Recent news from the Masters golf tournament reported about a travel bus that wrecked and overturned, injuring 16 people who were traveling from Atlanta to Augusta when the driver of their bus lost control, allegedly for operating the bus while under the influence of drugs and/or alcohol.
The passengers had the right idea- hiring a company to provide them transport from Atlanta to Augusta – so no one would worry about drinking and driving or being too tired to return home.
While the investigation still needs to be done, it appears that the driver’s charge for DUI derailed what should have been attending a fun sporting event at a storied golf course and turned it into a nightmare.
But it raises the question of what do you do when your designated driver causes a crash, allegedly because of his or her impairment?
The owner of the bus in this case was, per reports, an executive limousine service, which more likely than not means that it is what is known as a common carrier (depending on the state law), responsible for carrying people and cargo.
Common carriers are responsible to a greater degree for their passengers and cargo and must make certain that they exercise due care for the cargo they’re carrying- be it people or cargo.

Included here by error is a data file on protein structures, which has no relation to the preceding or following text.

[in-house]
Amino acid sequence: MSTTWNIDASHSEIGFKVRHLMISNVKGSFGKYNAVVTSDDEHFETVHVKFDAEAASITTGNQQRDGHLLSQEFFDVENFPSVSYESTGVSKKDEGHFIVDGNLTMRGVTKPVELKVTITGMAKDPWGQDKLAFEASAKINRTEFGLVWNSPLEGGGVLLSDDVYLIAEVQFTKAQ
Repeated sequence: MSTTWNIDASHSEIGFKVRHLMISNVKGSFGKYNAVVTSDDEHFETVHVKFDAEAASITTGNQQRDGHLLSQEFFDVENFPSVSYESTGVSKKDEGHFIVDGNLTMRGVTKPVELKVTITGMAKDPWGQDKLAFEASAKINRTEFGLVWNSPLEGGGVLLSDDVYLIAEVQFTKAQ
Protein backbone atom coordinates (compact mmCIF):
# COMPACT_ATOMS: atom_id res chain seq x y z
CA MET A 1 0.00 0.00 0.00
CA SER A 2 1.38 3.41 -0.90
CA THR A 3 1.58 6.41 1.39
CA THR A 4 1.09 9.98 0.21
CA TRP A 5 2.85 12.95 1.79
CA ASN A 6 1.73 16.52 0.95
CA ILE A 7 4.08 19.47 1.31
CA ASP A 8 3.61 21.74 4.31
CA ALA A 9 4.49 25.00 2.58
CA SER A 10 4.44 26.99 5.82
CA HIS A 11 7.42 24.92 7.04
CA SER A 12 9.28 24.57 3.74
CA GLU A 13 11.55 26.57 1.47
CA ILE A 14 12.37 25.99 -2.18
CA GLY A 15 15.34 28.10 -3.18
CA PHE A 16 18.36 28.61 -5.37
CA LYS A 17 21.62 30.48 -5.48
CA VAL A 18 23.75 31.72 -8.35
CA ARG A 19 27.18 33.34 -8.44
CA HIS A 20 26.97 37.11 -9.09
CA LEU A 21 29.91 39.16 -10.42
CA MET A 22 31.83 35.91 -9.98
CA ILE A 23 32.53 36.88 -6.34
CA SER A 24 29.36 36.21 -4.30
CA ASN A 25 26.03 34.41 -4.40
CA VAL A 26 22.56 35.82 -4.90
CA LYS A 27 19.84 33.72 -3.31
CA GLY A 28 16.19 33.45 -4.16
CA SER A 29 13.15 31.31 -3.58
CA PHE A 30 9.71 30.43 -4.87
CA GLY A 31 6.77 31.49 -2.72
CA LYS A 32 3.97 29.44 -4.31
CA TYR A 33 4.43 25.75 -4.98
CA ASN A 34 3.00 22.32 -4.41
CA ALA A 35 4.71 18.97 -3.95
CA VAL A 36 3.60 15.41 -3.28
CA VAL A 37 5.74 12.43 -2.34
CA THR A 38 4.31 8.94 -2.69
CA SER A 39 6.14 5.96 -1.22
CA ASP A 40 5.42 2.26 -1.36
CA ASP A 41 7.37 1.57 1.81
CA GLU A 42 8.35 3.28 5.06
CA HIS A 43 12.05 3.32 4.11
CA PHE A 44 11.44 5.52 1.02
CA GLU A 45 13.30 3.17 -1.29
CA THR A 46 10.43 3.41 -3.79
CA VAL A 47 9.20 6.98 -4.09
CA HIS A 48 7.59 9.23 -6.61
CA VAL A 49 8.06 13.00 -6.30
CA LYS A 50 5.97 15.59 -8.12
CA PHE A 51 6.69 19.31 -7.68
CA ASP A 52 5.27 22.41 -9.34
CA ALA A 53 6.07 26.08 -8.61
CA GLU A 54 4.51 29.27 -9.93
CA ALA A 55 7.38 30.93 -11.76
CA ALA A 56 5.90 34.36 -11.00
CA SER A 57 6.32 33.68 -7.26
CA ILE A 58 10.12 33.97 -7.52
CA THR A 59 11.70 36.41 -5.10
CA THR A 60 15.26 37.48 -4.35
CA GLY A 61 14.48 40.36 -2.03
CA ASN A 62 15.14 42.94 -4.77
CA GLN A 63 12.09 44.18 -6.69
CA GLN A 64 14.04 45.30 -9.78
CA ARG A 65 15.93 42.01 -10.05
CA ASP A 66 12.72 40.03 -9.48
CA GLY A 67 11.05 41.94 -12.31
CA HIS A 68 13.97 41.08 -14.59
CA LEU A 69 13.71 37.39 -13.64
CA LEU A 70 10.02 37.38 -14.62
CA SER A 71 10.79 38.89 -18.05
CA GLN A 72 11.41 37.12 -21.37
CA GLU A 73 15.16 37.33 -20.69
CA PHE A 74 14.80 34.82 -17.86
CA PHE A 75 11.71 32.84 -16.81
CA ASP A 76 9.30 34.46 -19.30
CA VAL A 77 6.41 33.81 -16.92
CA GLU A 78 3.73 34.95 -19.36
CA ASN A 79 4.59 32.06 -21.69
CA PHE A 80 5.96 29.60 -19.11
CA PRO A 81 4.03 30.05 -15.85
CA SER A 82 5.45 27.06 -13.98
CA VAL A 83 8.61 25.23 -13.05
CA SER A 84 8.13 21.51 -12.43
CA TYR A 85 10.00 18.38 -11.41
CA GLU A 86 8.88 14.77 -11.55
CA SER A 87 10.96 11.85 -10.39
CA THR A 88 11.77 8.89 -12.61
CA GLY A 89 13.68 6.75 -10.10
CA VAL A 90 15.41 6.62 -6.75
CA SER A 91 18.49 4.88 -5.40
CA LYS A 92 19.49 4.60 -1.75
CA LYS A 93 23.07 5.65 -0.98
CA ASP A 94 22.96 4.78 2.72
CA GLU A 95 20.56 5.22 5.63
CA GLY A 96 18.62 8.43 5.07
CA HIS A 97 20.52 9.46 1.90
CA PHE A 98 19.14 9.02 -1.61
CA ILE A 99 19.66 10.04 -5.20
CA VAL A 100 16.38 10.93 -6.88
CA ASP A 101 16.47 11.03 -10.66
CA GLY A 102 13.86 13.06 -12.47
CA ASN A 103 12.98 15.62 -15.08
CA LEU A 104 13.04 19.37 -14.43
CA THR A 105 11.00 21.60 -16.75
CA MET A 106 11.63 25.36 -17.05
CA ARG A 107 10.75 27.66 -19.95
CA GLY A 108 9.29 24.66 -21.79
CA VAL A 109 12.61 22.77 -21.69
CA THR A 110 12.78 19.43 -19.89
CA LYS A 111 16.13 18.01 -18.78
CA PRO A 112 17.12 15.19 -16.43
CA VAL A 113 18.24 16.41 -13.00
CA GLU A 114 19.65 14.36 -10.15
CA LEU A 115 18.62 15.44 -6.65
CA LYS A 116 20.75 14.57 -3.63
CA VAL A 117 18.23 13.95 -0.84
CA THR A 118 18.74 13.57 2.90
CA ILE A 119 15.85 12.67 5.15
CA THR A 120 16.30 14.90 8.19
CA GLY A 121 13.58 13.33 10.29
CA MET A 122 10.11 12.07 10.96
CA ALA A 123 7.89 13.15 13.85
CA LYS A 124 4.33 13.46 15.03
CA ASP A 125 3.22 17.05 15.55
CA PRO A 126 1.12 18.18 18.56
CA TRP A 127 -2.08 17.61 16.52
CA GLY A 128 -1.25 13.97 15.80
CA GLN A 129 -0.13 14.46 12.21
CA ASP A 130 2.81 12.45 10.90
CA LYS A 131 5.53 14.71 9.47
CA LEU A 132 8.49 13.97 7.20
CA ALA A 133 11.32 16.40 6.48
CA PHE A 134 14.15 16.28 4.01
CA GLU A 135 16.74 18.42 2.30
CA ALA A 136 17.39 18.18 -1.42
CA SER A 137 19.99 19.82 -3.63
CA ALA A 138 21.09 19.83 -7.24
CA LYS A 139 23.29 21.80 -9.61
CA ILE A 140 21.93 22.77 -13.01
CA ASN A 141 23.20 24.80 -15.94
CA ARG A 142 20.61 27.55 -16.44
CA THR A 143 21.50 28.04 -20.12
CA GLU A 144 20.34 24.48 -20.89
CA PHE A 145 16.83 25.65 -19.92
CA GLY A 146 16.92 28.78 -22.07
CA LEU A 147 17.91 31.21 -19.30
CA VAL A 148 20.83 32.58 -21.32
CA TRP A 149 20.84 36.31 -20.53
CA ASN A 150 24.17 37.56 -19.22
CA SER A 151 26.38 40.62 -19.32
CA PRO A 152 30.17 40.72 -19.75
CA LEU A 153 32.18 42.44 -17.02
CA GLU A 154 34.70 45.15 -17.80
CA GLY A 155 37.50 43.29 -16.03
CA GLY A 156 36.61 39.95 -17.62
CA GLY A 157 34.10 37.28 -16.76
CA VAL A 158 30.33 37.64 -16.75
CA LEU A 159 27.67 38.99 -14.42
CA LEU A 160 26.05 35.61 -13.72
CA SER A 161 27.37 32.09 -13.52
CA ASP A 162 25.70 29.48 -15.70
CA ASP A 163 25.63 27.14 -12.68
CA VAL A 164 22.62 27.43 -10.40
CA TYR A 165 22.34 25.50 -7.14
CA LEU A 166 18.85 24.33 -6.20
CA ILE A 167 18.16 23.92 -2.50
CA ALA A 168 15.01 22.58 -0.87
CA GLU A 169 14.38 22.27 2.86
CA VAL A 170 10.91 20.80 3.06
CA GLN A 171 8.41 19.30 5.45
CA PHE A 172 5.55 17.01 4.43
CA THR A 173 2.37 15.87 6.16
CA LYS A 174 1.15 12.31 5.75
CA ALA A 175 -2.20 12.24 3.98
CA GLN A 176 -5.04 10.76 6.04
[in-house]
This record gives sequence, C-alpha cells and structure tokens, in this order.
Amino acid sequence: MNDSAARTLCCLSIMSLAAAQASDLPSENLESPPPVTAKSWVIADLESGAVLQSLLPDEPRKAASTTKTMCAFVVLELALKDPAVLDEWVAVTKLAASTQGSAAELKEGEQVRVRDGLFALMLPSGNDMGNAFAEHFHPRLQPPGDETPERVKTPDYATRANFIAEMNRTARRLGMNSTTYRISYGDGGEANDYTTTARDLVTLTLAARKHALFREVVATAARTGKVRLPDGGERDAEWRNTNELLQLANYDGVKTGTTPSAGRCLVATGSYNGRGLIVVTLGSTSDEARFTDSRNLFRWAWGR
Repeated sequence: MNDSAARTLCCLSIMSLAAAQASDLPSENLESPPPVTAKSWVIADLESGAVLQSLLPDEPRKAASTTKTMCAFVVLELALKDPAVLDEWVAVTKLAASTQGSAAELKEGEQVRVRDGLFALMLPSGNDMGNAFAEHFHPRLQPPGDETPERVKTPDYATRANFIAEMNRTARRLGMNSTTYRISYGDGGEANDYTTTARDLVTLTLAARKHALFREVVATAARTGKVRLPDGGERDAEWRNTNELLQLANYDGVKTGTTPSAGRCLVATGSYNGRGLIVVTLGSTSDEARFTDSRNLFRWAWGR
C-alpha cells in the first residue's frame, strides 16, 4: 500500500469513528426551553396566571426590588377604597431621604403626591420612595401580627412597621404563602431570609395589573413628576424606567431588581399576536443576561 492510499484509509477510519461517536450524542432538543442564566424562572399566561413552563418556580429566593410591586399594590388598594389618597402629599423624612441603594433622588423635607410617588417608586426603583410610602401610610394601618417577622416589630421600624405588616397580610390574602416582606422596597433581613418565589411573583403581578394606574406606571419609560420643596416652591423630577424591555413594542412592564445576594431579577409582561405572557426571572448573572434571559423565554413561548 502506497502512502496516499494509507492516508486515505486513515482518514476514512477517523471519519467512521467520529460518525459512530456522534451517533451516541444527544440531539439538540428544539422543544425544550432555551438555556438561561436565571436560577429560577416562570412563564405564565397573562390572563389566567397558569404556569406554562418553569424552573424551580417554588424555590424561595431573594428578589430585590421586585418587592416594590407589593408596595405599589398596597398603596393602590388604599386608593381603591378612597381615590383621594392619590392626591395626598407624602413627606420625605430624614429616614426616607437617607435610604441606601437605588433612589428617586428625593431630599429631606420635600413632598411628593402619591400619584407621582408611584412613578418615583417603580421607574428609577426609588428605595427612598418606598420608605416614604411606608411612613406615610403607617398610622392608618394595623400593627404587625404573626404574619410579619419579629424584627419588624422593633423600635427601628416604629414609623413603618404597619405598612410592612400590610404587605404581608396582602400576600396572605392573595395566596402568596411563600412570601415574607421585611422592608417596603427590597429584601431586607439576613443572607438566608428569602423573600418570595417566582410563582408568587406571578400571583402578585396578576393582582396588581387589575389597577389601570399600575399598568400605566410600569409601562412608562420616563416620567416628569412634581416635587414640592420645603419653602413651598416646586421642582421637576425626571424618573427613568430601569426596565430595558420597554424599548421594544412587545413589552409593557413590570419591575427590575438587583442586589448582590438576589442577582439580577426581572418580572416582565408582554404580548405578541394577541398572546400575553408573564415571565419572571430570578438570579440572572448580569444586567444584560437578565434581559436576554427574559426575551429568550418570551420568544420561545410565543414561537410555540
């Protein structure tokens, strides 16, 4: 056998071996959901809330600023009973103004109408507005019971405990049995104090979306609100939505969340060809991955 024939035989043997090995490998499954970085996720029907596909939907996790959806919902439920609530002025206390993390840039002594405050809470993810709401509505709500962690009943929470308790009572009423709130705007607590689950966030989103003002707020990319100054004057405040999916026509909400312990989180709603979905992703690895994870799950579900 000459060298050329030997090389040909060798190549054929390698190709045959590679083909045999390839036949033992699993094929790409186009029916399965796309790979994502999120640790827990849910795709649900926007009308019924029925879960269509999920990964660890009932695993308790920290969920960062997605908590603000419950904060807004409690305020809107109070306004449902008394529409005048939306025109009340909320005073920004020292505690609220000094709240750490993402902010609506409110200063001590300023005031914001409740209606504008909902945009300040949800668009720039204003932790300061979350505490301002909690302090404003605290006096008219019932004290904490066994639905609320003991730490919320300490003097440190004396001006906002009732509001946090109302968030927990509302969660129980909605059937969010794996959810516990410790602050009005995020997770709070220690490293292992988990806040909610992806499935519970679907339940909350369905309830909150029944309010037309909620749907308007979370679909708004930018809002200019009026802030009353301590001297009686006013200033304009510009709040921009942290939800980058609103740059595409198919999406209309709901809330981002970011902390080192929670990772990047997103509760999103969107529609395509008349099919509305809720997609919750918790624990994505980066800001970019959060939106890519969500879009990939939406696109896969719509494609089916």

Step one in that practice is making sure that the company makes sure its vehicle operator is not operating a vehicle while impaired- and this includes not just making sure that the operator is not drinking alcohol, but also that the operator doesn’t have any sort of medical condition which would cause the driver to become impaired (like a diabetic condition) or would require medication that might prohibit operation of a vehicle.
Common carriers also must typically be insured to greater amounts to make sure that they can protect their passengers should there be an incident.
So who should you consider when you’re going to go out and have a good time, but you want to make sure that no one in your group has to worry about driving?
If you’re using a common carrier, do a little research about the company.
Make sure they’re verifying that they’re licensed and insured- most do this on their own websites.
Make sure that they’re operating modern vehicles, equipped with more recent safety standards.
And, if you’re financially able to do so, think about modifying your own personal automobile and or liability umbrella coverages, as many times you can buy additional coverage that will cover you if you’re in one of those situations.
Last, but not least, if you see your driver doing a shot before getting behind the wheel, don’t get on the bus.